LONDON, Nov. 12 (UPI) -- The people of Poland have spoken. Thankfully, they have dumped Jaroslaw Kaczynski and his xenophobic Law and Justice Party, or PiS, for Donald Tusk. Tusk is the head of the centrist, free-market Civic Platform, or PO. A bone of contention is former Defense Minister Radek Sikorski, now nominated to be Poland's foreign minister, whose appointment Kaczynski has been attempting to block.
Sikorski, an independent and severe critic of Communism, resigned as Poland's defense minister last year to protest Prime Minister Kaczynski's dismantling of Poland's intelligence services. The prime minister and his twin brother, Lech – the Polish president – accused some prominent dissidents, including Solidarity's Tadeusz Mazowiecki and former Foreign Minister Bronislaw Geremek, of being foreign agents – an abject lie. The twins used the intelligence issue – on the face of it a valid topic -- to go engage in a witch-hunt of political opponents. Sikorski knew this, and refused to go along with the charade.
Sikorski, who was deputy defense minister in 1992, deputy foreign minister from 1998-2001 and a Polish senator after 2005, sought asylum in the United Kingdom as a journalist in 1981 when Gen. Wojciech Jaruzelski called martial law. The Oxford-educated Sikorski took British citizenship in 1984. In 1988, he won the World Press Photo prize and after the fall of Communism advised Rupert Murdoch on Poland. Sikorski's wife is the respected U.S. historian and journalist Anne Applebaum.
Radek Sikorski is a complicated and intelligent man – a man who does not suffer fools gladly. In early 2000, he engendered the wrath of the Polish expatriate community for promoting a particularly strict policy regarding citizenship status in Poland. He has since distanced himself from some of its more controversial points.
President Kaczynski has accused Sikorski of being anti-United States. This is utterly absurd. Sikorski has been a resident fellow at the American Enterprise Institute where he ran the New Atlantic Initiative. On a recent trip to Columbus, Ohio, Ambassador Richard Schnepf, former chief foreign policy and security adviser to Marcinkiewicz, told me, "Radek is a very reliable partner for the United States. He is a serious person. He knows Poland and her culture. Besides, a Polish minister should first and foremost be loyal to Poland and her interests."
Sikorski has been critical of the U.S. approach to the Missile Defense System. The system, to be partly based in Poland and the Czech Republic (read my op-ed "Putin's Bush whack" from June 16), has created serious tensions between the United States and Russia. Sikorski feels the United States should have done a better job of working the ground in Poland. I agree. He has received support from the much respected Stuart Eizenstat.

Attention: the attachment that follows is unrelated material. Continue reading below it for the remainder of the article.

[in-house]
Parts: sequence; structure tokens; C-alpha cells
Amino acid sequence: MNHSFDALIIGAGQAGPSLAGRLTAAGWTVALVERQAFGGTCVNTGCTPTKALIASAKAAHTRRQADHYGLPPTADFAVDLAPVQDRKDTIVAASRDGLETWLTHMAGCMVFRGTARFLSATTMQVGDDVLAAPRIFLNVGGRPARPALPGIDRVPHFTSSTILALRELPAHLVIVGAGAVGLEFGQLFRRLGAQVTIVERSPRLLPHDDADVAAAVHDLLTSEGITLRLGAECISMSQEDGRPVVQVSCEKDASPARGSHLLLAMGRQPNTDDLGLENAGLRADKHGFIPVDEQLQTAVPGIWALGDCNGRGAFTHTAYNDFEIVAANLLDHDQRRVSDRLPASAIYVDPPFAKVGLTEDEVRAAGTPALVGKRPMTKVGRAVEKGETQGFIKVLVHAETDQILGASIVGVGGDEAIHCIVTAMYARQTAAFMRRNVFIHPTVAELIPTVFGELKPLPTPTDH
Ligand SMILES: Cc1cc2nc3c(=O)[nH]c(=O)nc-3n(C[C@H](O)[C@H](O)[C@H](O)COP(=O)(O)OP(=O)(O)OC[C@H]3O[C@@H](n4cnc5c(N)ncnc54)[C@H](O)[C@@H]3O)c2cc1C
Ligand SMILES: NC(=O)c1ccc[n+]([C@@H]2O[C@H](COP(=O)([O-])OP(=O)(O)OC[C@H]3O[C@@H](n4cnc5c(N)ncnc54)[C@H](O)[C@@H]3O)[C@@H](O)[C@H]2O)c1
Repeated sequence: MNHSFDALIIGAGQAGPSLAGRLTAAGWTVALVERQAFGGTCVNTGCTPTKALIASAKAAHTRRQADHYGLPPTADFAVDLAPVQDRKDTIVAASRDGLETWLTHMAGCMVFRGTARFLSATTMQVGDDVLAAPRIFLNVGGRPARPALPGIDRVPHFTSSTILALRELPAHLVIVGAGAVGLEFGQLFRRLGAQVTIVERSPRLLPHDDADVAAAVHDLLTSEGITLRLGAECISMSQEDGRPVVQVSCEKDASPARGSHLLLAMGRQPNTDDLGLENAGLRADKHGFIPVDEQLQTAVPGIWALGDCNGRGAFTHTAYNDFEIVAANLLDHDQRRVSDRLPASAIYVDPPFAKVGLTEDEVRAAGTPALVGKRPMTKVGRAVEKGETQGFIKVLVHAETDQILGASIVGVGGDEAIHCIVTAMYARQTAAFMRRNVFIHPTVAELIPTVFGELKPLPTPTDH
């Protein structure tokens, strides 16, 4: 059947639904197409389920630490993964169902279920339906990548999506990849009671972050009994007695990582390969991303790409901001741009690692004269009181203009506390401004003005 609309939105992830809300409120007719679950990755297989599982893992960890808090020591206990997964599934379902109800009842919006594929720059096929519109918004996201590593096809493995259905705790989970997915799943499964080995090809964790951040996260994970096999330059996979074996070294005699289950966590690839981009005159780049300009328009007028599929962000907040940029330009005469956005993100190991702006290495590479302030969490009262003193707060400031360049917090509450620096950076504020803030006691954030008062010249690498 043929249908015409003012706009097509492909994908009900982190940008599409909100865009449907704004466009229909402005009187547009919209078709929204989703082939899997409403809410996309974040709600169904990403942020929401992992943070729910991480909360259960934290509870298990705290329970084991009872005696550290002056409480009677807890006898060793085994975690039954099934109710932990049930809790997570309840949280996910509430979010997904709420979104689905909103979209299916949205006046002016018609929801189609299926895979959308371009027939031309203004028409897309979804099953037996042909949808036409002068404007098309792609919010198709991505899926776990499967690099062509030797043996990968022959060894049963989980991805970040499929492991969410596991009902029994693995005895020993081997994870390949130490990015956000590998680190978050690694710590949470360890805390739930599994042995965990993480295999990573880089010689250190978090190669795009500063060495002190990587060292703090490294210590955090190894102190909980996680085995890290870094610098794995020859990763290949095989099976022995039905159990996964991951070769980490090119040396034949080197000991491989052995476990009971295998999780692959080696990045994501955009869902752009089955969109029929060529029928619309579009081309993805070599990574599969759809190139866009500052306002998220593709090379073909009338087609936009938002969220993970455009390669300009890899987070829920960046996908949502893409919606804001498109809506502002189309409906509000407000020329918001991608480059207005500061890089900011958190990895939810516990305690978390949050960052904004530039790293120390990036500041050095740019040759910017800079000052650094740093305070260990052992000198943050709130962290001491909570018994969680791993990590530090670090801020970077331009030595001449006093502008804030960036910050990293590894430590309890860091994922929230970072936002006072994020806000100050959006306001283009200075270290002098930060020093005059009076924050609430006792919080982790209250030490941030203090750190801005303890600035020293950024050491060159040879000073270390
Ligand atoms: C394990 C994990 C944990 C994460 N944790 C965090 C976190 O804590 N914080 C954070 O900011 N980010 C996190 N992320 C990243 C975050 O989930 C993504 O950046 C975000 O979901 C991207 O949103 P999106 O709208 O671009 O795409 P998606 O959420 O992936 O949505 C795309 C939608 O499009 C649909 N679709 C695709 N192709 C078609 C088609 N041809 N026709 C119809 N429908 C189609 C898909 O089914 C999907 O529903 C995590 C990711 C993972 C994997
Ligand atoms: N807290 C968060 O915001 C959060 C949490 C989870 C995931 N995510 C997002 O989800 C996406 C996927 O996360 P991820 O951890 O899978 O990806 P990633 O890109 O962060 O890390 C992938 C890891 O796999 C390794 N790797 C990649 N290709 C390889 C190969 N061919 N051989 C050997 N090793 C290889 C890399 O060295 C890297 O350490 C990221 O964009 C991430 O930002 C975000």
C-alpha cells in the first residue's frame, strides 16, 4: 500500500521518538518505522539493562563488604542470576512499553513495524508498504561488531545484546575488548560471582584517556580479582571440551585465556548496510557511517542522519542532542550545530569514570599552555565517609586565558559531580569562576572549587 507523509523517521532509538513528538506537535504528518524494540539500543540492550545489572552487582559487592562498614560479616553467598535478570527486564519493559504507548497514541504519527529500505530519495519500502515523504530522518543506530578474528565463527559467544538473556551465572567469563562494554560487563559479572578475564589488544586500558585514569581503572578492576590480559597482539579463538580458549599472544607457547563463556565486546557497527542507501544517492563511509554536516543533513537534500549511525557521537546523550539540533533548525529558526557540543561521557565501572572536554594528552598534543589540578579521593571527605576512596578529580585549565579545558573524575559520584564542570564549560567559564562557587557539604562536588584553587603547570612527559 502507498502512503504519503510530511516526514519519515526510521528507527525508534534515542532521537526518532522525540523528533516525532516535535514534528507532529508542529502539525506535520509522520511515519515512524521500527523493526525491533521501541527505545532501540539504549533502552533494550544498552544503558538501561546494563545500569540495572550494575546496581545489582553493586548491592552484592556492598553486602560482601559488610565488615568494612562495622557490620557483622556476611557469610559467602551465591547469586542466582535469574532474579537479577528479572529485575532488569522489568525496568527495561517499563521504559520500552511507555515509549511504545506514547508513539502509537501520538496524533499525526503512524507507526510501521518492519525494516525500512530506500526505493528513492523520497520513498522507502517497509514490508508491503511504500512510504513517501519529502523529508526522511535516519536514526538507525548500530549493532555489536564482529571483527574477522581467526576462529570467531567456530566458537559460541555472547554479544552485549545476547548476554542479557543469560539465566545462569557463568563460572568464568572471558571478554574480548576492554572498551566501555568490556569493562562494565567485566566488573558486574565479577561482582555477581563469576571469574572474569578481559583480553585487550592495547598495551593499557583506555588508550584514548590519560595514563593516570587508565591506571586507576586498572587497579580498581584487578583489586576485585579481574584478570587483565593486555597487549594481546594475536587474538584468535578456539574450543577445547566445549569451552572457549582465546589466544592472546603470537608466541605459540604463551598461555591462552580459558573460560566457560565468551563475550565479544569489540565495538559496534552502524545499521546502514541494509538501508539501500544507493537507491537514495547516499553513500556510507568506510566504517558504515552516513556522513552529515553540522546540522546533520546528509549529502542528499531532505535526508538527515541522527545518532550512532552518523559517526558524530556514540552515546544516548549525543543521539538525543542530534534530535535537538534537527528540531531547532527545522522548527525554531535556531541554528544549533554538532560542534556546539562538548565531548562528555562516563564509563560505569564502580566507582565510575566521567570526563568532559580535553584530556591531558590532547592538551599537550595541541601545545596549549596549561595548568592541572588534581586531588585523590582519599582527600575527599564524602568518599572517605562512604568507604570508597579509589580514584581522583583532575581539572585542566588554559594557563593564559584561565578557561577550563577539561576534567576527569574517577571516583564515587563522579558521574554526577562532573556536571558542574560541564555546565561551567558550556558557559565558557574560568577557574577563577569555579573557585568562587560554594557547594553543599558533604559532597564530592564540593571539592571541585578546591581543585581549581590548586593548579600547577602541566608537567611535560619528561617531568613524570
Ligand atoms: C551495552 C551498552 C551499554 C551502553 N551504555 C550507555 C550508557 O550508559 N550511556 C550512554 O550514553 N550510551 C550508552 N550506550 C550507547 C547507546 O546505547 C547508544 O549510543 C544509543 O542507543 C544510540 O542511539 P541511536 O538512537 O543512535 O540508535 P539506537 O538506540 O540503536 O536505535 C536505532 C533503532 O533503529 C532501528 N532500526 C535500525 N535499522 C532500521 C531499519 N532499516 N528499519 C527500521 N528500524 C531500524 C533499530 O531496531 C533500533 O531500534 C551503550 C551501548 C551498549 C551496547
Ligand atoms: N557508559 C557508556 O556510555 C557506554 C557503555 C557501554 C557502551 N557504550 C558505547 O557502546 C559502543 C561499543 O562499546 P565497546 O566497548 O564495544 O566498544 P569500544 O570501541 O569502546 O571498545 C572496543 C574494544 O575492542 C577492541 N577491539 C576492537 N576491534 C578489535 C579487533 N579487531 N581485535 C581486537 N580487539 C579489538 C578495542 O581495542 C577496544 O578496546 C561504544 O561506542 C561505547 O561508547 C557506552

A Polish president and prime minister should first and foremost be looking-out for the interests of Poland. They should be supporting the interests of the Polish people, those who elected them. Any minister they appoint should be loyal to Poland and her people. They should not be a lackey of any other country – period! Sikorski is such a person. He has been -- and still is -- loyal to Poland; as he was, even through the darkest days of Communism when he was persona-non-grata.
My measure of a friendship is someone who will tell me the truth. It is someone who will stand up to me when it is uncomfortable. It is someone I can rely on through thick and thin, through good and bad. It is someone who will give me unfiltered information, even when it is especially painful. It is someone who will not flinch -- no matter what the circumstance.
The United States needs friends more than ever before. In our zest to seek support for U.S. foreign policy failures, we have forgotten the meaning of true friendship. Friendship is not looking to those who support us with a gun to their heads. Friendship is not those who succumb to supporting us because we have forced their hand. Friendship is real. It is sometimes intangible. We have trotted on some of our strongest friends, while mistaking as friends those who would do the Untied States serious harm.
The United States will not be able to solve future foreign policy issues without her friends. From Iraq to Iran, from China to Europe, from Russia to North Korea, the United States needs a new paradigm – a paradigm that shows respect for her friends, even when they massively disagree with us
I know Sikorski. He is both a Polish patriot and a friend of the United States.
(UPI Columnist Marc S. Ellenbogen is chairman of the Berlin- based Global Panel Foundation and president of the Prague Society. He is a member of the National Advisory Board of the U.S. Democratic Party where he is the vice-chairman of the Democratic Expat Leadership Council. He has been a Visiting Fellow at Magdalen College, Oxford)
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